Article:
Love him or hate him, you can’t deny that Bob Knight is (or was) a great college basketball coach. Born Robert Montgomery Knight, and known as the “General” to his peers and players, he is the winningest coach in Division I basketball history.
Coach Knight’s career spanned 43 years (1965 – 2008) and he amassed a record of 902 wins and 371 losses (.708%). He won 3 national championships, one National Invitation Tournament (NIT) championship, eleven Big Ten Conference championships, was awarded the Naismith College Coach of the Year in 1987. The list goes on and on. I’ve watched Coach Knight’s teams play throughout the years and studied his philosophy, but the thing that impresses me the most is his ability to teach kids how to play the game of basketball.
The art of teaching college athletes the fundamentals of basketball sure doesn’t get much attention in this day and age. The media fixates on the top ranked point guard in this year’s senior class, the top player in 8th grade, or the list of current parade All-Americans. There are television programs, websites, camps, and publications dedicated to rating and ranking the best players. Assistant coaches scour the country (and the globe) to find the best athletes, but we often don’t hear much about the coaches who focus on the purity of the game of basketball. That’s why I like Bob Knight. Sure, his name pops up from time to time, but not for what he has contributed to the game of basketball on the court.
If you’ve ever watched Coach Knight’s teams run their motion offense, it is one of the most beautiful things you’ll ever see. He doesn’t teach his players 20 – 30 basketball plays only to have them executed one after another throughout the course of a game, he teaches his kids how to play the game. When his team gets into a rhythm, it’s poetry in motion.
Coach Knight believes in teaching kids how to read the defense and gives his players options to counter what the defense is trying to do. He teaches discipline and demands that his team carry out their strategy. I’m a huge fan of motion offense because your opponent can scout your team, but they can’t be prepared for everything you do. I’m amazed that coaches don’t run this type of offense more. Most programs have 2 – 3 coaches, managers, or video coordinators who break down film each week and put together a defensive strategy. They have practices dedicated to walking through the opponent’s plays. I’ve even seen a team completely shut down their opponent’s offensive strategy simply by scouting and teaching their players what the other team is going to do. I often wonder if this is why Coach Knight built his system around motion offense. No matter how well a team prepared, they couldn’t predict everything Coach Knight’s squad was going to do.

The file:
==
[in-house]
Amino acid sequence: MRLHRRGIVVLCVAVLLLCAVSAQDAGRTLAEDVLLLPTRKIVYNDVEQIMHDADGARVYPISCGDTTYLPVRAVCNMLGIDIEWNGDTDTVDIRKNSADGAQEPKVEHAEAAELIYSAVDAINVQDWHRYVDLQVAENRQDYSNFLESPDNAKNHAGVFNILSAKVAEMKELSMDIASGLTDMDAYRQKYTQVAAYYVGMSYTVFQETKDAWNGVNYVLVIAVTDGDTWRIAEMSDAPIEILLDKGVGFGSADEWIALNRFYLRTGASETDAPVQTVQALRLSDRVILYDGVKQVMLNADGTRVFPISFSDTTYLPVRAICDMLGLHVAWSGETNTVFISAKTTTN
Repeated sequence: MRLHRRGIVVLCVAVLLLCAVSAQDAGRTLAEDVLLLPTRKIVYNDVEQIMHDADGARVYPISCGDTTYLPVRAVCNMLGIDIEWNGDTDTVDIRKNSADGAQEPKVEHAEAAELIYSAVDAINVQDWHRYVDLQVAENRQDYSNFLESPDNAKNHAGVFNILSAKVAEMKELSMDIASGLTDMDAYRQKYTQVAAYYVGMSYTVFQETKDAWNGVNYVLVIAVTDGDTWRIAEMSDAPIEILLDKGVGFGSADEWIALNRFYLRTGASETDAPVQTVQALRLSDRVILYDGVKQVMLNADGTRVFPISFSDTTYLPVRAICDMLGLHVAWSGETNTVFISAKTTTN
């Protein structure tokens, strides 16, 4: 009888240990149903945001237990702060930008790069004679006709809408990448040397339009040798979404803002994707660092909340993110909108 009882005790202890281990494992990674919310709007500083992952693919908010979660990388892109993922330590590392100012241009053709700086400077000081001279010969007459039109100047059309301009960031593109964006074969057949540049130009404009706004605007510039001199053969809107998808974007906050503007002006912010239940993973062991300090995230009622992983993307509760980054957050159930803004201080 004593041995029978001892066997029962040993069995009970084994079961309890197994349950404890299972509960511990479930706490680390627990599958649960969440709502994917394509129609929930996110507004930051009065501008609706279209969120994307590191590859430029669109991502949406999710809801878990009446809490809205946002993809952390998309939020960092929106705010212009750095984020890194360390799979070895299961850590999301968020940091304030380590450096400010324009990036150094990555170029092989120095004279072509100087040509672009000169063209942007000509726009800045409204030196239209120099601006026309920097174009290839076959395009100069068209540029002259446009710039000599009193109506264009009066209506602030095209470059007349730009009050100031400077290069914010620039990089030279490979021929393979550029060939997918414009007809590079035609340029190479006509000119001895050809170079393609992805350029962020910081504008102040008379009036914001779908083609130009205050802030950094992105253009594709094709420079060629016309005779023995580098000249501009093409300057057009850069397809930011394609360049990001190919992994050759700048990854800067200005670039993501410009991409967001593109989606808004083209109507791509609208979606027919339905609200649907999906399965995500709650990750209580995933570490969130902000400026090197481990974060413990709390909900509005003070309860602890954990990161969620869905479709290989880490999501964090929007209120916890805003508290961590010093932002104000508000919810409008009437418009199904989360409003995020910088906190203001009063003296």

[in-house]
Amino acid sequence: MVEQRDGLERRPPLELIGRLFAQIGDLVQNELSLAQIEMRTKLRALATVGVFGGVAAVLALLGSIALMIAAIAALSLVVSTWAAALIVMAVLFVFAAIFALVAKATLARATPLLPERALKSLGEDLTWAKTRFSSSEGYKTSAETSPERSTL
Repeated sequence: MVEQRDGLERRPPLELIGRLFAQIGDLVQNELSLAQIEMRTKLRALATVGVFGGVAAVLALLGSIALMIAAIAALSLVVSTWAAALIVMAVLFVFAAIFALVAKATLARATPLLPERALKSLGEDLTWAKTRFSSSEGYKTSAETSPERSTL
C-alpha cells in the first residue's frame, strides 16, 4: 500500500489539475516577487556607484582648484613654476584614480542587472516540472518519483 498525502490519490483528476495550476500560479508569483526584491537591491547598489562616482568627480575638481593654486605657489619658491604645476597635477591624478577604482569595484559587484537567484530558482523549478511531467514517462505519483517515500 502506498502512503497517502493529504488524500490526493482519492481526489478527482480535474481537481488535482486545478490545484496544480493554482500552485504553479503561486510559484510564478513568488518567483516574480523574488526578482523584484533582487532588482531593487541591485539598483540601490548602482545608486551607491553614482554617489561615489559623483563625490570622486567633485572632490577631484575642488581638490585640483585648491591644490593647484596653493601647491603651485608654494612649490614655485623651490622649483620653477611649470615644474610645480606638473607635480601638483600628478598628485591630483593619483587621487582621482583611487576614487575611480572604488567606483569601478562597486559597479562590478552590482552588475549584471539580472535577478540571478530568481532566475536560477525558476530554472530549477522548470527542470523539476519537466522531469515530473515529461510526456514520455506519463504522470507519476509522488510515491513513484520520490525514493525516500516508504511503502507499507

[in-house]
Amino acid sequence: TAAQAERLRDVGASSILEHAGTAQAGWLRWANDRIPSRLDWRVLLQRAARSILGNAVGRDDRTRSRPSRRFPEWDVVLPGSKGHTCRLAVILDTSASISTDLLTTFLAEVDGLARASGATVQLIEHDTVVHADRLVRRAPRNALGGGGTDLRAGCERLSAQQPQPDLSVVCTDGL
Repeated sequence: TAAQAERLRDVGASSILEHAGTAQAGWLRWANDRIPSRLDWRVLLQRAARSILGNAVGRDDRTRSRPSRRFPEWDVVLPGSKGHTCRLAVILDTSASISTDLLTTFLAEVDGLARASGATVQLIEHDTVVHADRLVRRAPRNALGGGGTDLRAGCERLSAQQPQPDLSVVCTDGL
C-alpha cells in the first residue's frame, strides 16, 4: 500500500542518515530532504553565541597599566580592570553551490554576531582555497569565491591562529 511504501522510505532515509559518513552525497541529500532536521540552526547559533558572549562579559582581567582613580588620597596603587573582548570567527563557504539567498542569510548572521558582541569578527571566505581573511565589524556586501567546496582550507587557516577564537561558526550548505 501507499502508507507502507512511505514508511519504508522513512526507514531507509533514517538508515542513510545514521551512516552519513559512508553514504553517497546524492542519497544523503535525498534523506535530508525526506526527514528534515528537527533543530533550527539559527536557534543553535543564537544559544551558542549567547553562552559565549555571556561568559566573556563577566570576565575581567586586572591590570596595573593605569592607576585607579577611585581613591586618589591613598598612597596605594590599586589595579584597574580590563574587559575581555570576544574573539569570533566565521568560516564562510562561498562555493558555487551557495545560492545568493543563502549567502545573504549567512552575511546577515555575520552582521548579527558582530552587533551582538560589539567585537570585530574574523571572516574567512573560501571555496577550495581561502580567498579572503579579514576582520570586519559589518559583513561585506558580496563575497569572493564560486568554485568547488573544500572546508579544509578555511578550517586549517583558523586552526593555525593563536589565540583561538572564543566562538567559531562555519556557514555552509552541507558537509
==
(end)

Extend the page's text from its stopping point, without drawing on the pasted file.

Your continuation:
Here are some principles of a good motion offense.
Spacing – No matter what type of motion offense you are running (5 man, 3 out 2 in, or 4 around 1), your players must have good spacing. Meaning, the kids can’t be too close to each other. They need room to move around the court without clogging up certain areas of the floor. A team that runs their offense with good spacing will also balance the floor well, which means the players are equally dispersed on all sides of the court.
Constant Movement – Coach Knight’s players were rarely caught standing in one place. They moved about the court constantly and they always had a purpose for their movement. In a motion offense, the worse thing a player can do is stand around and watch his other four teammates move about the floor. Encourage all of your players to constantly move, screen, cut, pass, rebound, etc.
Pass the Ball – Almost every player would rather dribble the ball than pass it, but a team that runs a solid motion offense understands that passing the ball creates opportunities to score. A team’s ability to move the ball around the court by passing increases their likely hood of breaking down the defense. Coach Knight’s teams rarely came down the floor only to have a one pass and a shot.
Counters – Reading (watching) the defense and countering what they do is the most important aspect of motion offense. The unpredictability a counter creates gives the offense an advance. For example, if a player screens another, the player receiving the screen can curl, flair, pop, or back screen. That’s four options the player can choose from based on what he or she thinks the defender will do. The probability of the defender anticipating the correct move is 1 in 4 or 25% of the time. Not the greatest odds if you ask me. The chips are stacked against the defender.
I like running motion offense because you don’t need the most talented players to execute on the four principles outlined above. Sure, a talented player will boost your offense, but it doesn’t make or break it. Coach Knight has had some talented players in his time, but he didn’t rely on talent only. He focused on execution, strategy, and teaching his players how to play the game in its purest sense. It’s no wonder that he is the winning coach of all time. He approached the game from a different angel and was successful because of this.
So, no matter what your feelings are on Bob’s Knight career, it’s good to reflect on what he has done for the game of basketball. It has certainly changed over the years and I believe he played a big part. I’m sure we’ll see someone break his win record, but for now, he’s one of the best to ever coach the game.